Cheesecake is one of my favorite desserts. Hard to resist I find it, with its fresh, creamy yet cakey body, and its tasty cookie crumb crust. But when you try to make American-style cheesecake in France, you quickly run into a procurement hurdle: neither cream cheese or graham crackers are readily available. You can find them -- at least if you're in Paris -- but this requires time and effort and the planning of a trip to one of the few stores that carry those items. I prefer my baking to be a bit more spontaneous.
This allows us to transition, as smoothly as a cheesecake, to the French semi-equivalent: le Gâteau au Fromage Blanc. Fromage blanc (literally "white cheese", and the "c" is mute) is a type of fresh cheese, most commonly made with cow's milk, that has the consistency of thick and velvety yogurt but is typically tarter than yogurt. It is a very common and popular product here, there are many kinds (fermier, battu, en faisselle...) and you can find it in different fat percentages, from maigre (0%) to entier (40%).
Gâteau au fromage blanc differs from cheesecake in that the crust is usually a thin pastry crust with a rim, and it incorporates beaten egg whites into the batter: this gives the cake a very aerated and light texture, almost moussy, and makes it higher than most cheesecakes I've been served -- usually around 3 inches. My habitual (and, need I say it, beloved) cheese store sells their own, a huge and tempting affair beneath a cloche à fromage (a glass cheese cover, literally "cheese bell") on the counter, to be sliced and sold to the weight like any other cheese.
I love GFB, but have two objections to making it myself in the traditional way. One, nothing, and I mean nothing, beats a cookie crumb crust -- the patting or the eating, it's hard to tell which part I enjoy the most. And two, I stay away from recipes that involve "beating egg whites until stiff" because believe it or not, I don't have the proper apparatus to do so: my food processor does a pathetic job of it, and suggesting I use my wrist power is really laughable. Oh, had you never noticed? 396 recipes on C&Z and not a single one with oeufs en neige! (Literally "eggs in snow", feeling translatyish today.) Maybe it's time to invest?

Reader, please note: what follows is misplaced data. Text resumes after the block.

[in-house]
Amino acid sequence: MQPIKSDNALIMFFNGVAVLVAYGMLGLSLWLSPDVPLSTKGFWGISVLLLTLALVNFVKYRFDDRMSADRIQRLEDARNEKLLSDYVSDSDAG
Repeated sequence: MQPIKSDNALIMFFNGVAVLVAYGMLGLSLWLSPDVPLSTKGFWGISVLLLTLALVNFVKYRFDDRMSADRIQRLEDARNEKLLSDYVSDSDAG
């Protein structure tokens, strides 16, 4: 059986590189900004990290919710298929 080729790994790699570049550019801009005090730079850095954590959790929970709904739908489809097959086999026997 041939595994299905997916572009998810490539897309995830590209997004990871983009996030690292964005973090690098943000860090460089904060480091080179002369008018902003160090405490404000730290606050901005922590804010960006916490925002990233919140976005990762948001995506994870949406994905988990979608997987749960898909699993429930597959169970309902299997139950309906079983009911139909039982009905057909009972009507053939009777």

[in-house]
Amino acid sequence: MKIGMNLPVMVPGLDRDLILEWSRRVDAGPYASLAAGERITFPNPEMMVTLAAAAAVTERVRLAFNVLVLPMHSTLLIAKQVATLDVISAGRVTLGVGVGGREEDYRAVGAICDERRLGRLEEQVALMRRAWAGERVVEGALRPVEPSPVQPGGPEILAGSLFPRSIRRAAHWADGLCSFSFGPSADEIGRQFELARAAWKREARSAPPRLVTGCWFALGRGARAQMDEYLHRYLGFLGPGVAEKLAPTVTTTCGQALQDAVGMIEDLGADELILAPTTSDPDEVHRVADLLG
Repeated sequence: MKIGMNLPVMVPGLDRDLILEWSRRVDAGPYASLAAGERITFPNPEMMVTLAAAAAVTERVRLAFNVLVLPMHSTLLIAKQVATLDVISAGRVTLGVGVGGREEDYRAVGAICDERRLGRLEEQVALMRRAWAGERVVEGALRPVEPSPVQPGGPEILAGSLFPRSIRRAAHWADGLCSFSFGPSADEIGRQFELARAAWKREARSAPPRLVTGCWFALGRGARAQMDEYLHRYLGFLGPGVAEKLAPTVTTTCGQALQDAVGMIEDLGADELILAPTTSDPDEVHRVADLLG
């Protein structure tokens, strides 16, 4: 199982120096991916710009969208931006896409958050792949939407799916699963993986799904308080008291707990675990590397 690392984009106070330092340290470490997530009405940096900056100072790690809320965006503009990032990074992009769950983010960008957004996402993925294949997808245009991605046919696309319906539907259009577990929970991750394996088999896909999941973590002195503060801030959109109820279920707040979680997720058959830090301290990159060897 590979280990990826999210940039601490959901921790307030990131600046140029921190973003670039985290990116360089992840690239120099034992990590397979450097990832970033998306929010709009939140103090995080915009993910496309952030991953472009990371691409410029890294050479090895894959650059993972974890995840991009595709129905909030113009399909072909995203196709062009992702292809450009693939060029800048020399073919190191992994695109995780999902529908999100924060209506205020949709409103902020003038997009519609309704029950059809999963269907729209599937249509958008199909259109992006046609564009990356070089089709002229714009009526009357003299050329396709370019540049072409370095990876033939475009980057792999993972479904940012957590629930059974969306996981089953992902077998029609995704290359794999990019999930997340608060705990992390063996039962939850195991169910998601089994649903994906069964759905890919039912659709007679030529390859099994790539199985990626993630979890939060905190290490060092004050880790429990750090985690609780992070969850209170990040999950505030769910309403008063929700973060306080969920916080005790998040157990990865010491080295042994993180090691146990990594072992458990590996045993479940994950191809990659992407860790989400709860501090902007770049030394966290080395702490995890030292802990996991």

In any case, when the desire and occasion for a cheesecake arise -- and arise they did last week-end to end a dinner party with a flourish -- I go for my own easy version, which enrolls fromage blanc and Northern European cookies (the spice-rich and toasty and delicious Speculoos or Bastogne) in a sort of mid-Atlantic rendition of the cheesecake. Only this time, as promised a couple of weeks ago, I used the remainder of my gingersnaps production for the crust, making this a 100% homemade cheesecake, which we all delighted upon with forceful cries of felicity.
And before I share said recipe, may I enquire why nobody ever deemed necessary to tell me that the term cheesecake had a second meaning, namely "a picture of minimally clad women"? Hm? Think of all the possibly embarrassing double-entendre things I may have said innocently! Oh well -- at least I don't think I ever used the word "beefcake" in conversation.
Note - the handy Cook's Thesaurus suggests the following substitutions for fromage blanc: "quark (very similar) OR yogurt cheese OR buttermilk cheese OR blend equal parts cottage cheese and yogurt until smooth OR cream cheese whipped with cream".
- 260 g (9 oz) gingersnaps, speculoos or bastognes
- 15 g (1 Tbsp) butter (optional, see instructions below)
- 1 kg (4 C) fromage blanc (I use the 20% fat kind)
- 200 g (1 C) sugar, preferably unrefined
- 2 eggs
Preheat the oven to 180°C (350°F). Grease a 25-cm (10-inch) cake pan with a removable bottom.
In a food processor, reduce cookies to crumbs (alternatively, place cookies in a freezer bag, close it, and run over it with a rolling pin). Try pressing a handful of crumbs in your hand. If the crumbs clump together and stay roughly clumped, no need to add butter. If not, mix in some butter until it tests positive in the clump test. Pour crumbs into the bottom of the pan, and pat with the palms of your hands to form a crust all over the surface. Reserve in the fridge.
In a medium mixing-bowl, whisk together the fromage blanc and sugar. In another small bowl beat the eggs together, and add them into the fromage blanc mixture. Whisk again until thoroughly combined.
Pour mixture into pan, transfer pan into the oven and bake for 50 minutes to an hour, until set and slightly golden on the outer rim. Turn out on a rack to cool completely, then chill for at least two hours before serving.
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